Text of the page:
Computation, individuation, and the received view on representation

The ‘received view’ about computation is that all computations must involve representational content. Egan and Piccinini argue against the received view. In this paper, I focus on Egan’s arguments, claiming that they fall short of establishing that computations do not involve representational content. I provide positive arguments explaining why computation has to involve representational content, and how the representational content may be of any type (e.g. distal, broad, etc.). I also argue (contra Egan and Fodor) that there is no need for computational psychology to be individualistic. Finally, I draw out a number of consequences for computational individuation, proposing necessary conditions on computational identity and necessary and sufficient conditions on computational I/O equivalence of physical..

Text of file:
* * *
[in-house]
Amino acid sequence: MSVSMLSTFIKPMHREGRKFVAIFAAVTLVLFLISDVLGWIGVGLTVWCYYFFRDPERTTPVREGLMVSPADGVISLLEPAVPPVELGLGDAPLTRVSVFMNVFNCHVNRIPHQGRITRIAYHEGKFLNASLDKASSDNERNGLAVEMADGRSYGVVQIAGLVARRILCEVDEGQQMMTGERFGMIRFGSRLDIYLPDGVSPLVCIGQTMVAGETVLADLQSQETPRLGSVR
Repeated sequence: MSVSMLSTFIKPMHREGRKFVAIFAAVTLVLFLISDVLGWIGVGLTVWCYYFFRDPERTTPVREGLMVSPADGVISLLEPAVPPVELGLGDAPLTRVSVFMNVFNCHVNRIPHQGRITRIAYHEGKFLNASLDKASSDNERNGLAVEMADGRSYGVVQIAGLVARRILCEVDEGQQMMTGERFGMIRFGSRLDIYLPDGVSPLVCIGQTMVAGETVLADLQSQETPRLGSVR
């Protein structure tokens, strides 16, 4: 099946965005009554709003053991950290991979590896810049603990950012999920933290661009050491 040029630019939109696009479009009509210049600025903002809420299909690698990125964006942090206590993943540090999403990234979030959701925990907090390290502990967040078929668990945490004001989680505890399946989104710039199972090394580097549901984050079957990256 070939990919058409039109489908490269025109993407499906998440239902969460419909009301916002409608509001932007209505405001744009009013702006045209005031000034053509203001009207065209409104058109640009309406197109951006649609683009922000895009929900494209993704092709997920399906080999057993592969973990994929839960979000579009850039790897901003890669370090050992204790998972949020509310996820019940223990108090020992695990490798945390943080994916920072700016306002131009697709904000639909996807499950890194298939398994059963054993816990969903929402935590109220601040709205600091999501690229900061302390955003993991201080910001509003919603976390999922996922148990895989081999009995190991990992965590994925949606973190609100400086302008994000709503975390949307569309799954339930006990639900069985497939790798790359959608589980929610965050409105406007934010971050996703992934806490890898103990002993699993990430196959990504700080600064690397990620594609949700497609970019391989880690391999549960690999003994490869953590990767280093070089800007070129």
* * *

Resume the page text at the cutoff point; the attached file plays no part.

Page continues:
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DOI 10.1016/j.shpsa.2010.07.008
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References found in this work BETA
Stuart Glennan (2002). Rethinking Mechanistic Explanation. Proceedings of the Philosophy of Science Association 2002 (3):S342-353.
Tyler Burge (1986). Individualism and Psychology. Philosophical Review 95 (January):3-45.
Daniel C. Dennett (1971). Intentional Systems. Journal of Philosophy 68 (February):87-106.

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